Victoria’s ice action plan is a good start on a long journey

Released on 10th March 2015

cohealth Chief Executive, Lyn Morgain said she is confident that opportunities identified within the Victorian Government’s Ice Action Plan would minimise the harm that ice is doing to individuals and our Victorian communities.

“There is a lot to like about the direction proposed to address this very complex health issue for both people who use drugs and their families, like the use of peer workers, support for families and designing programs with people using drugs to ensure they’re properly targeted,” Ms Morgain said.

“The Plan’s foundation on harm minimisation, the corner stone of Australian drugs policy since the 1980s, is especially commendable.

“The $1.8 million commitment to funding additional needle and syringe programs is very pleasing. These programs have been a public health success story over the last two decades in preventing blood borne viral infections, keeping needles off the street, and treating people with the respect and care that they deserve.

cohealth has long called for an additional needle and syringe program in Melbourne’s west – together with specialised health workers to connect people who use drugs with the health and support services they need and we look forward to working with Premier Andrews to remedy this long standing service shortfall.

“We are pleased that the Plan understands drug use as a health issue that occurs within a personal and specific context.

“Victoria’s community health sector is well established and has a long history of co-designing programs with people who use drugs as well as other service users.

“We work with service-users to design what the service will look like, because we know they achieve the best results, particularly when working with at risk groups like the Aboriginal and Torres Strait Islander communities, refugees and asylum seekers, and GLBTIQ communities.

“We must recognise that the greatest opportunity to achieving good health and greater participation in the life of people who use drugs is working respectfully and treating people with dignity, while also working to reduce community and service discrimination.

“Stigma reduces people’s likelihood of visiting a health service, which risks a negative feedback loop of increased depression, anxiety and other forms of mental illness – further risking the health of people using ice or other drugs.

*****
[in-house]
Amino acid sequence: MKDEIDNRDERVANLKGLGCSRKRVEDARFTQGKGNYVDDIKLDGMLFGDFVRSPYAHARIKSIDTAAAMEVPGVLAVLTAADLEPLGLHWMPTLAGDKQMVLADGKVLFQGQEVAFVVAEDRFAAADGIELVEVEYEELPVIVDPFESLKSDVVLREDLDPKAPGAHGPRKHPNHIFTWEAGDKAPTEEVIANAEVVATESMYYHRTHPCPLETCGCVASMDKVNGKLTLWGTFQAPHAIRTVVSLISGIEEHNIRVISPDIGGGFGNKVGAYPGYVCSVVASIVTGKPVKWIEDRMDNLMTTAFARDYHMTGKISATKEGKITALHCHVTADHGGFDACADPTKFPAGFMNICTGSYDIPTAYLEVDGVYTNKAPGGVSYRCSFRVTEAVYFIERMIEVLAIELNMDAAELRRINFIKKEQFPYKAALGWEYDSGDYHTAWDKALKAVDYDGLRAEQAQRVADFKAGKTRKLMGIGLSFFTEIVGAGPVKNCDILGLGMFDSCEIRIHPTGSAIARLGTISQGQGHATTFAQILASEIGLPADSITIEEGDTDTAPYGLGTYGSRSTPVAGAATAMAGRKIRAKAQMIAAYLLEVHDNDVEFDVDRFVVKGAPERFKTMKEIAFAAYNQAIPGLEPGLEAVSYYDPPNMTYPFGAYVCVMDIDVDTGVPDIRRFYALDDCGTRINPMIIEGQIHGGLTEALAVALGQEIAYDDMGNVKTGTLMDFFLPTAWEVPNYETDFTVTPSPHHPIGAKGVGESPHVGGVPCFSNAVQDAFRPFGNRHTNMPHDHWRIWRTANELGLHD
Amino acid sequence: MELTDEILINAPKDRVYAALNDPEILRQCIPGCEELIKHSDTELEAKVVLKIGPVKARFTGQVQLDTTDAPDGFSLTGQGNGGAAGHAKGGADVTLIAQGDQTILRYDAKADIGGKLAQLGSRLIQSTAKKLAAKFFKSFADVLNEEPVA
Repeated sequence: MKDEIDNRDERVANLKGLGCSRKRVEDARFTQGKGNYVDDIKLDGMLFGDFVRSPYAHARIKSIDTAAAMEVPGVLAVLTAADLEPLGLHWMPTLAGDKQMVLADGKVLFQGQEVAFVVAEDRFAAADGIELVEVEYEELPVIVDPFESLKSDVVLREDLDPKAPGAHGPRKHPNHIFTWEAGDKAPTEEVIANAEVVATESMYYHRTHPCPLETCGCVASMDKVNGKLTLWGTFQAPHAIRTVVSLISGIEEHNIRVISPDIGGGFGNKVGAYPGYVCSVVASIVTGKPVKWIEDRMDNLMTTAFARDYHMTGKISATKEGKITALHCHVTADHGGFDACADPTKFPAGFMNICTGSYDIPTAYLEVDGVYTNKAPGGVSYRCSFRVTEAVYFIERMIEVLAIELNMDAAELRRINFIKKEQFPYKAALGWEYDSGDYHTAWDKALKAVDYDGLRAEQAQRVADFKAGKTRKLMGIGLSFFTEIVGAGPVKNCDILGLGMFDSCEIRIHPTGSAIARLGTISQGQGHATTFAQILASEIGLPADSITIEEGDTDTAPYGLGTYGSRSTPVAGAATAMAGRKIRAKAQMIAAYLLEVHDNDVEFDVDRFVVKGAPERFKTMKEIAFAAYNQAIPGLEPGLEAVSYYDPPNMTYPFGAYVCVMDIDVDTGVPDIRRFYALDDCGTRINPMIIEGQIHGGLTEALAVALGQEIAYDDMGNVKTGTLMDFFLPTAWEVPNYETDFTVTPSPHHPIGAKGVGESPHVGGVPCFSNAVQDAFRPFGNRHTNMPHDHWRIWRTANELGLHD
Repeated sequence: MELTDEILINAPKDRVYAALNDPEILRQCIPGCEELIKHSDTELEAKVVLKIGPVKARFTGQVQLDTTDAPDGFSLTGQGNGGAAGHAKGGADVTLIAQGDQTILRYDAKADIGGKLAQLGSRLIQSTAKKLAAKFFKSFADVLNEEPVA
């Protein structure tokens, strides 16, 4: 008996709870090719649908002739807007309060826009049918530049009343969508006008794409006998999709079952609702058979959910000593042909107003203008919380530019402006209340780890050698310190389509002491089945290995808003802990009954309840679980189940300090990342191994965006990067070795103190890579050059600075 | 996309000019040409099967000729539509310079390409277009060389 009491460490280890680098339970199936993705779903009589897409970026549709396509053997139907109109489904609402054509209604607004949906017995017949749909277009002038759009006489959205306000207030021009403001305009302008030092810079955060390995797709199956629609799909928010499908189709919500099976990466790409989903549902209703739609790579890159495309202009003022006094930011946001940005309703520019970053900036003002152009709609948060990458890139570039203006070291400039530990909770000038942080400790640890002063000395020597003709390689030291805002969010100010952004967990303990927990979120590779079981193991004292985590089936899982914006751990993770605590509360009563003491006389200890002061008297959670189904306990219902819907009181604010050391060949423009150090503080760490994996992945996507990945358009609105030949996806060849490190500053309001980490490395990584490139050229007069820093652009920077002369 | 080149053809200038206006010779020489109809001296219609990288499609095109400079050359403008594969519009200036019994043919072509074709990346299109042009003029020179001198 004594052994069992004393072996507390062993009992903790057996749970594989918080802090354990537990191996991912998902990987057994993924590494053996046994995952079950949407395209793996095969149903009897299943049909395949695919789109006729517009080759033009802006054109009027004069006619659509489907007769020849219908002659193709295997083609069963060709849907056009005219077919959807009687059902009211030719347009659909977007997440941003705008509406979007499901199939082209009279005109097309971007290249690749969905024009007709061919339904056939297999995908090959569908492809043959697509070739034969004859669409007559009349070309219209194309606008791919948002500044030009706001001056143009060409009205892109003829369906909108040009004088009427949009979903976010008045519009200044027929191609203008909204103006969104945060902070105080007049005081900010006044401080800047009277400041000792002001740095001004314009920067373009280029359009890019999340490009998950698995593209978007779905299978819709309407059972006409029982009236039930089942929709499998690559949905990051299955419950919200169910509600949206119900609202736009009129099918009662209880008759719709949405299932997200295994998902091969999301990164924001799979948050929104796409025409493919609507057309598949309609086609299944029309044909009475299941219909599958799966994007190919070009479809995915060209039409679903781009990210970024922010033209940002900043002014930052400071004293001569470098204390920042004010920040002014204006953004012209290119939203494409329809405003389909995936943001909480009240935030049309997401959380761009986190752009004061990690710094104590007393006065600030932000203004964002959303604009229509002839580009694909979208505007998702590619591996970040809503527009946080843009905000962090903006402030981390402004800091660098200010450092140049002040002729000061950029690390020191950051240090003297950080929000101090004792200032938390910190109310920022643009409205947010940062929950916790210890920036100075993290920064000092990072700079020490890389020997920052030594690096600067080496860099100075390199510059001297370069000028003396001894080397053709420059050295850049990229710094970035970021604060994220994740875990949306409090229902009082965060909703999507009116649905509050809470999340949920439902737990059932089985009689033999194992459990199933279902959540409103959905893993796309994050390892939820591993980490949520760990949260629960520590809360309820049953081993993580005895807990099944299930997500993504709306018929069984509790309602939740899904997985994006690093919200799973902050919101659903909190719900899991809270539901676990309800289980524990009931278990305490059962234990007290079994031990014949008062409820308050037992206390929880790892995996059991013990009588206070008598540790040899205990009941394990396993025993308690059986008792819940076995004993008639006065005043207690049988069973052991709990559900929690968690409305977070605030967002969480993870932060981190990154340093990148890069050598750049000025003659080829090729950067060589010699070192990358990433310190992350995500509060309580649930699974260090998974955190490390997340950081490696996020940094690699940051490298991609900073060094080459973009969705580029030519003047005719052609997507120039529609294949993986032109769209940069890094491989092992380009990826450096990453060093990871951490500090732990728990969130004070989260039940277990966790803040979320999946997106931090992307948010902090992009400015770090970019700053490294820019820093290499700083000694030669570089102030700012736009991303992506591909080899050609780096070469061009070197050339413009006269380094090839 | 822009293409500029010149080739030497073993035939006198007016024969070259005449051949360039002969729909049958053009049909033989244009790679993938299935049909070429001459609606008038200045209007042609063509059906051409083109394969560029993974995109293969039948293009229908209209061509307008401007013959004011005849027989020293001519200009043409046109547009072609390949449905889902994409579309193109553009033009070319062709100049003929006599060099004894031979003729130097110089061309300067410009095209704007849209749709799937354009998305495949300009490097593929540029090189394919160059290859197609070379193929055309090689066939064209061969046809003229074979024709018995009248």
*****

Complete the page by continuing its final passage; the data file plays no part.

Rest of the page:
In the words, “Paul”, a cohealth service user: “…staff treat us with dignity, which helps keep you well and with good self esteem…I can’t think of any time in my life that I have felt this well and I firmly believe that it is through the clinic, which has accepted me and treated me with dignity and respect, that has enabled me to start to love myself again.”

“Recognition of the importance of the peer workforce in the success of this Plan is also long overdue.

“We have found our peer-based workforce of people with lived experiences of drug use is an effective way to reach out and deliver education on harm reduction and support.

“Rather than judging people for their drug use, or pushing them into the criminal justice system, we know that working with them we can see real improvements in their health and wellbeing.

Programs like the Dandenong Drug Court demonstrate this difference of approach everyday where it becomes a catalyst to changing people’s lives rather than adding to an expensive and overburdened prison population.

“While we know health services are vital for people who use drugs, equally important is providing a safe environment and opportunities to participate in the broader life of the community. This is the platform from which healthier lives develop.

“So on top of the proposals contained within the Ice Action Plan we also need to see better access to affordable and secure housing, more opportunities to participate in education, training and employment, adequate income support at a level which allows a basic standard of living to be sustained and reliable public transport.

“These are the sorts of actions that we are now seeing debated that will lift the bottom line for many of our most vulnerable groups, including those who inject drugs like ice.

cohealth operates two primary health care clinics for injecting drug users, and has needle and syringe programs for unregistered clients across six sites in Melbourne.

* The name Paul has been used to de-identify the client’s real name

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